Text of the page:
We propose an alternative approach that uses score statistics based on GLM to build the statistic T over which some of the unlinked regions are considered and some markers are chosen at the selected regions. Since the distribution of T is generally unknown and is generally not comparable, we replace T with P^{min }which is inherited from the algorithm of Becker and Knapp[2]. This simulation method has already been validated by Manly[14] and Hoh et al[15], and has systematically been applied to some genetic data[2,12,16,17].
Simulation study
Simulation schemes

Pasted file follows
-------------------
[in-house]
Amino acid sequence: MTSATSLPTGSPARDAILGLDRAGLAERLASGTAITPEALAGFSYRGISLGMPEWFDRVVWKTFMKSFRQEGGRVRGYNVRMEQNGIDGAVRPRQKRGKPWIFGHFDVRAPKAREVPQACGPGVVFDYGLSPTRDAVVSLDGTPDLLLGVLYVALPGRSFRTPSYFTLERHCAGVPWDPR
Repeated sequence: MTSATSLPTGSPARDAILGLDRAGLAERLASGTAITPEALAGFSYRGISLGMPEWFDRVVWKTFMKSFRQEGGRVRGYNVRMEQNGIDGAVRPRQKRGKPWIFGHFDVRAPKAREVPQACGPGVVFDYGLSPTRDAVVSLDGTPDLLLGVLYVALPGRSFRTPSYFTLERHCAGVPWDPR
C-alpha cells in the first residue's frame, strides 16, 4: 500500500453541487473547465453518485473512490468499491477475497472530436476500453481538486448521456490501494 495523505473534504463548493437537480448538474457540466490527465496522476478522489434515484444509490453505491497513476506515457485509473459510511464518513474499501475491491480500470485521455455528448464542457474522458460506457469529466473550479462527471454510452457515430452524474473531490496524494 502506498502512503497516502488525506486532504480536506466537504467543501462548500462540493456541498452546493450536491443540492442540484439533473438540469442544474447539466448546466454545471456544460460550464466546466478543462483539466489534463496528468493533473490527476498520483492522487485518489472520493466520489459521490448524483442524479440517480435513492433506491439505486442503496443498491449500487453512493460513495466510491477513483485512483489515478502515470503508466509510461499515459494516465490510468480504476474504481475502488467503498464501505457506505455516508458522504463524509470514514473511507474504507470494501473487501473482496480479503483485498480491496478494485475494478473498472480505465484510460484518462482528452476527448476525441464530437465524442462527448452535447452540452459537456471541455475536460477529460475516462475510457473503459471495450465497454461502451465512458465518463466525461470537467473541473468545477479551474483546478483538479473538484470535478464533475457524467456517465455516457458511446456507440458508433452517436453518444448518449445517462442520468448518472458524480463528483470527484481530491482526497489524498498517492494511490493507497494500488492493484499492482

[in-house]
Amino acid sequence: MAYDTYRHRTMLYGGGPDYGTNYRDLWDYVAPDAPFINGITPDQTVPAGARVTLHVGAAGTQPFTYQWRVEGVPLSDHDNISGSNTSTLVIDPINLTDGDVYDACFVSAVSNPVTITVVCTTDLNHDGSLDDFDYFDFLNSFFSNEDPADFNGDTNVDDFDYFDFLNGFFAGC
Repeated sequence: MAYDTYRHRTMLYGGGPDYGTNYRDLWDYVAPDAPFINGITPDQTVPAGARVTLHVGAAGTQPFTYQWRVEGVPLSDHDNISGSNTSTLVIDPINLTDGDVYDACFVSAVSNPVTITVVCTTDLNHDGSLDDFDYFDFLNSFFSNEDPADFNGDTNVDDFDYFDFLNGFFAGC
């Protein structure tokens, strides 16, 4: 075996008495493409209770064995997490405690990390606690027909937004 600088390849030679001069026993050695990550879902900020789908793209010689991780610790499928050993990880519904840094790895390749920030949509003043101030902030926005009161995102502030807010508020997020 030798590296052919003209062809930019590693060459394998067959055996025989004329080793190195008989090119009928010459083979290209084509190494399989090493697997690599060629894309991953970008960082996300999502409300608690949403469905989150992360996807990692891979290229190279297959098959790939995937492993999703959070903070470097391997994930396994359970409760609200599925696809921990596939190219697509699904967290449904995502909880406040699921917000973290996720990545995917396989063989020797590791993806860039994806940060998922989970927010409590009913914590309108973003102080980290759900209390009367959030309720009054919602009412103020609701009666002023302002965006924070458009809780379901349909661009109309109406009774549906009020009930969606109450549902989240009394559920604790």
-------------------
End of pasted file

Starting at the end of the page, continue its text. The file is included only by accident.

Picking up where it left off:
We conduct a simulation study to evaluate the power and type I error of the association test and to compare our approach with others. The haplotype data are generated in a way similar to that of Roeder et al.[18] and Tzeng et al[6]. In every simulation scheme, we consider two unlinked regions. We consider that markers are in strong linkage disequilibrium within each region, but markers from different regions are in linkage equilibrium. Therefore, we separately produce two regions by using a modified Hudson's MS program[19]. This program generates data under a coalescent model in which the recombination occurs uniformly over the region. The 4 samples sizes are 50, 100, 200 and 400, respectively. The scaled recombination rate, ρ = N_{e}δ/bp, is set to 4 × 10^{3 }for the recombination cold spots, and 100 times greater in the hot spots, with the effective population size N_{e }is 1 × 10^{4}. The scaled mutation for the entire region, 4N_{e}μ/bp, is set to be 6 × 10^{4}. Once the haplotypes have been generated, the first step is to restrict the disease or minor allele frequency. In this simulation, we set the allele frequency as 3 levels: 0.1, 0.3, and 0.5. We assume that the middle locus in every gene is the liability locus. Once a liability locus is chosen, a haplotype is defined as a segment of three adjacent SNPs in which the second SNP is the liability locus.